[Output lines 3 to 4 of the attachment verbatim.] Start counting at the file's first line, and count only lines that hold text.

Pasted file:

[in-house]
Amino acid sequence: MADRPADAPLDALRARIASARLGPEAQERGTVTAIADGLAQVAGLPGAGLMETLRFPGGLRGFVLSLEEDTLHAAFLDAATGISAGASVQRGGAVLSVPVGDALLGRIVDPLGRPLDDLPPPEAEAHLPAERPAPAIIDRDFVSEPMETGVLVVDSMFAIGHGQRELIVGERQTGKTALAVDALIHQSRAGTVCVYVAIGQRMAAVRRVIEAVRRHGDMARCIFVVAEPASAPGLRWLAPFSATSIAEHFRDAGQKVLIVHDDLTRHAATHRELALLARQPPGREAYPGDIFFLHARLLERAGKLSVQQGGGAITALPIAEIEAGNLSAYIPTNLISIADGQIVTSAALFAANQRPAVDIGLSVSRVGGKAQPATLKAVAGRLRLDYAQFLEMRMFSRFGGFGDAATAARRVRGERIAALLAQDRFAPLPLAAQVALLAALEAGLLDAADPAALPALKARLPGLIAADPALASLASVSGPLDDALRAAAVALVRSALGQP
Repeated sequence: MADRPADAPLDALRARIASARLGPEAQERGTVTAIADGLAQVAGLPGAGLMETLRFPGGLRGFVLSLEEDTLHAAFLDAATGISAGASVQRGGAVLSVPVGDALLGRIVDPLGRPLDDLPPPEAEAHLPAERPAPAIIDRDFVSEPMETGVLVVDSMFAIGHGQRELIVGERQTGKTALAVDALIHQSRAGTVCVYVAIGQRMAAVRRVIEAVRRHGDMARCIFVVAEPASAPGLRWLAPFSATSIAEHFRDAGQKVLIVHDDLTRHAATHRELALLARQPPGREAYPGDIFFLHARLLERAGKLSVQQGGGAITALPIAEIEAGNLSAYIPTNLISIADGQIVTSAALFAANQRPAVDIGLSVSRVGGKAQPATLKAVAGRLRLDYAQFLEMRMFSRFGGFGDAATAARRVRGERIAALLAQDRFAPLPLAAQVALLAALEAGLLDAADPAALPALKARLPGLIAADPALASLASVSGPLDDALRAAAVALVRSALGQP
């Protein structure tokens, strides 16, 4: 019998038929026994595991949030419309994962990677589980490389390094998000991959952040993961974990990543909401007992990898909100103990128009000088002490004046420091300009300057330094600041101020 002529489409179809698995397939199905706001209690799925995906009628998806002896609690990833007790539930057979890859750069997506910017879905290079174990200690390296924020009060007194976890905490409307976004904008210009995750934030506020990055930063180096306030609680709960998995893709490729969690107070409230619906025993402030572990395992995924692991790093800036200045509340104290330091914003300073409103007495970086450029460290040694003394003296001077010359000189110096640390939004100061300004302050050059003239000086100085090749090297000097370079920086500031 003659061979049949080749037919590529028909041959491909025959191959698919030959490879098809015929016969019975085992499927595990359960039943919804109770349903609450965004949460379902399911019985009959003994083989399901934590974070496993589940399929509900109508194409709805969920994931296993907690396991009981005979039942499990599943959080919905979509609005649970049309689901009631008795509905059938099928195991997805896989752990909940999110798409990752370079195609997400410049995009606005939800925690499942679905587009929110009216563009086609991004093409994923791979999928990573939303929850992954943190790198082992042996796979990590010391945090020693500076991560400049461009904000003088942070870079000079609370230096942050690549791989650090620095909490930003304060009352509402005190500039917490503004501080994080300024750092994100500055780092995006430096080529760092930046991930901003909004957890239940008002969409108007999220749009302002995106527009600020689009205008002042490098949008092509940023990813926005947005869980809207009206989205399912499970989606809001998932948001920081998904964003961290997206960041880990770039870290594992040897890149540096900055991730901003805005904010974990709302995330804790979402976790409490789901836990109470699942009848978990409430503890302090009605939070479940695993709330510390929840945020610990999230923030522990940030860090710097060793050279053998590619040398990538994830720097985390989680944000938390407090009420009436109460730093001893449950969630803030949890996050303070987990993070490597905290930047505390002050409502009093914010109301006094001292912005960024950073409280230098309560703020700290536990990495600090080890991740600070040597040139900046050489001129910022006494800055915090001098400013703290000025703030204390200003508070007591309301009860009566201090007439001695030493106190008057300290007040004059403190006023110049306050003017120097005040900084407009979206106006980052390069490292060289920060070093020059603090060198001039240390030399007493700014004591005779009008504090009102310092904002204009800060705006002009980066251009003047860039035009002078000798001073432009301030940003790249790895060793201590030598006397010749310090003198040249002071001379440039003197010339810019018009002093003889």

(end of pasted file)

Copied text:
Repeated sequence: MADRPADAPLDALRARIASARLGPEAQERGTVTAIADGLAQVAGLPGAGLMETLRFPGGLRGFVLSLEEDTLHAAFLDAATGISAGASVQRGGAVLSVPVGDALLGRIVDPLGRPLDDLPPPEAEAHLPAERPAPAIIDRDFVSEPMETGVLVVDSMFAIGHGQRELIVGERQTGKTALAVDALIHQSRAGTVCVYVAIGQRMAAVRRVIEAVRRHGDMARCIFVVAEPASAPGLRWLAPFSATSIAEHFRDAGQKVLIVHDDLTRHAATHRELALLARQPPGREAYPGDIFFLHARLLERAGKLSVQQGGGAITALPIAEIEAGNLSAYIPTNLISIADGQIVTSAALFAANQRPAVDIGLSVSRVGGKAQPATLKAVAGRLRLDYAQFLEMRMFSRFGGFGDAATAARRVRGERIAALLAQDRFAPLPLAAQVALLAALEAGLLDAADPAALPALKARLPGLIAADPALASLASVSGPLDDALRAAAVALVRSALGQP
């Protein structure tokens, strides 16, 4: 019998038929026994595991949030419309994962990677589980490389390094998000991959952040993961974990990543909401007992990898909100103990128009000088002490004046420091300009300057330094600041101020 002529489409179809698995397939199905706001209690799925995906009628998806002896609690990833007790539930057979890859750069997506910017879905290079174990200690390296924020009060007194976890905490409307976004904008210009995750934030506020990055930063180096306030609680709960998995893709490729969690107070409230619906025993402030572990395992995924692991790093800036200045509340104290330091914003300073409103007495970086450029460290040694003394003296001077010359000189110096640390939004100061300004302050050059003239000086100085090749090297000097370079920086500031 003659061979049949080749037919590529028909041959491909025959191959698919030959490879098809015929016969019975085992499927595990359960039943919804109770349903609450965004949460379902399911019985009959003994083989399901934590974070496993589940399929509900109508194409709805969920994931296993907690396991009981005979039942499990599943959080919905979509609005649970049309689901009631008795509905059938099928195991997805896989752990909940999110798409990752370079195609997400410049995009606005939800925690499942679905587009929110009216563009086609991004093409994923791979999928990573939303929850992954943190790198082992042996796979990590010391945090020693500076991560400049461009904000003088942070870079000079609370230096942050690549791989650090620095909490930003304060009352509402005190500039917490503004501080994080300024750092994100500055780092995006430096080529760092930046991930901003909004957890239940008002969409108007999220749009302002995106527009600020689009205008002042490098949008092509940023990813926005947005869980809207009206989205399912499970989606809001998932948001920081998904964003961290997206960041880990770039870290594992040897890149540096900055991730901003805005904010974990709302995330804790979402976790409490789901836990109470699942009848978990409430503890302090009605939070479940695993709330510390929840945020610990999230923030522990940030860090710097060793050279053998590619040398990538994830720097985390989680944000938390407090009420009436109460730093001893449950969630803030949890996050303070987990993070490597905290930047505390002050409502009093914010109301006094001292912005960024950073409280230098309560703020700290536990990495600090080890991740600070040597040139900046050489001129910022006494800055915090001098400013703290000025703030204390200003508070007591309301009860009566201090007439001695030493106190008057300290007040004059403190006023110049306050003017120097005040900084407009979206106006980052390069490292060289920060070093020059603090060198001039240390030399007493700014004591005779009008504090009102310092904002204009800060705006002009980066251009003047860039035009002078000798001073432009301030940003790249790895060793201590030598006397010749310090003198040249002071001379440039003197010339810019018009002093003889």